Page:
Gov. Steve Beshear has signed an executive order to create a 17 member panel that will review child death and near-death cases throughout Kentucky.
“These reviews allow us to see if policies and practices in the entire system need to be altered to better protect Kentucky’s children,” Beshear said in a release.
A bill establishing a similar panel failed in the state's General Assembly this year after passing the House Health and Welfare Committee, chaired by Representative Tom Burch.
Burch said the executive order is a step in the right direction, and will help the Cabinet for Health and Family Services set best practices for dealing with child abuse issues.
“I think this panel broadens itself, it also has–which we did not have before–it has the Attorney general having oversight over it and then that person will also be the chairman of the committee,” said Burch.
The panel’s creation follows questioning around the practices of the Cabinet for Health and Family Services, but Secretary Audrey Tayse Haynes welcomes the input.
“Those recommendations will also be useful to to all agencies and stakeholders involved with these tragedies,” said Haynes in the release.
The panel will consist of elected officials and other stakeholders selected by an external peer committee. It will include healthcare professionals, legislators and social services representatives. The panel will be attached to the Justice and Public Safety Cabinet but will be independent from state government.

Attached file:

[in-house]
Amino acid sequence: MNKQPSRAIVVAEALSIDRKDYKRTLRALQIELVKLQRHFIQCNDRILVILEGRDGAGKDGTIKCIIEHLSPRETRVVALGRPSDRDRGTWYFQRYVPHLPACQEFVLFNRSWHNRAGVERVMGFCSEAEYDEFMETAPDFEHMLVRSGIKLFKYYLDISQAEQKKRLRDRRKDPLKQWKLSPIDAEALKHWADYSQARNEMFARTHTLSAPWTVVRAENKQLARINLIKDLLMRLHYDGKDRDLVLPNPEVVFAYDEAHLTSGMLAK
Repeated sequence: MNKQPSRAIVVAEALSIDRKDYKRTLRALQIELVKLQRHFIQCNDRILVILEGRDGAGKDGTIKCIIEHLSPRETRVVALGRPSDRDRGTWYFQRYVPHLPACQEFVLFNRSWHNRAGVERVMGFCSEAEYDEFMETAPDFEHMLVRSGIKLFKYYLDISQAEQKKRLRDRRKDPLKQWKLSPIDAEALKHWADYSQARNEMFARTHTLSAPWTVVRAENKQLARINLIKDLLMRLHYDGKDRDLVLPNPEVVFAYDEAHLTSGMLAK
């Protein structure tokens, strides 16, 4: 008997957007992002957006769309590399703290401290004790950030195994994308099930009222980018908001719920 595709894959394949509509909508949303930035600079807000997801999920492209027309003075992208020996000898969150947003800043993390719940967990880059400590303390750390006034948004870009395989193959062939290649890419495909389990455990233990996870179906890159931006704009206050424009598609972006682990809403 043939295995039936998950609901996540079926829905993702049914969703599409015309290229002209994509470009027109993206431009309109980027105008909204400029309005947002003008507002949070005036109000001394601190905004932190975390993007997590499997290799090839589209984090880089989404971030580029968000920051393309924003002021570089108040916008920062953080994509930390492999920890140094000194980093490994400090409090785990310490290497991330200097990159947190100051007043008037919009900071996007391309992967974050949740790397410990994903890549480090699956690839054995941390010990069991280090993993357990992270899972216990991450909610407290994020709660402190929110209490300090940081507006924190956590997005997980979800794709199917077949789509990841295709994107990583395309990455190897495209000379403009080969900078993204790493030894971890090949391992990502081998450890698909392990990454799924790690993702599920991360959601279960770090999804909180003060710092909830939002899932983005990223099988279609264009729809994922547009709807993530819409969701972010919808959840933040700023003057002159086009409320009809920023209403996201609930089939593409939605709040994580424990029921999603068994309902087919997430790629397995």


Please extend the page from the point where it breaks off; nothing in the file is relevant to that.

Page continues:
The idea for more transparency was also a top recommendation from a child abuse summit organized by Kentucky Youth Advocates in January.
“What got done was essentially a mirror reflection of what we recommended,” said executive director Terry Brooks.
The panel is encouraging because it reflects national best practices, he said. This includes taking oversight out of the Governor's office and out of the Cabinet for Health and Family Services and putting it into the Justice and Public Safety Cabinet.
“We also know that the experts understand the power of a multi-disciplinary approach,” he said.
The big question that will determine the success of the panel will be access to accurate timely data, said Brooks.
“If the discussions are going to have value they have to be around data they can trust. That has been a real problem,” he said.
The panel will report findings to the Cabinet for Health and Family Services, the State Supreme Court and the General Assembly.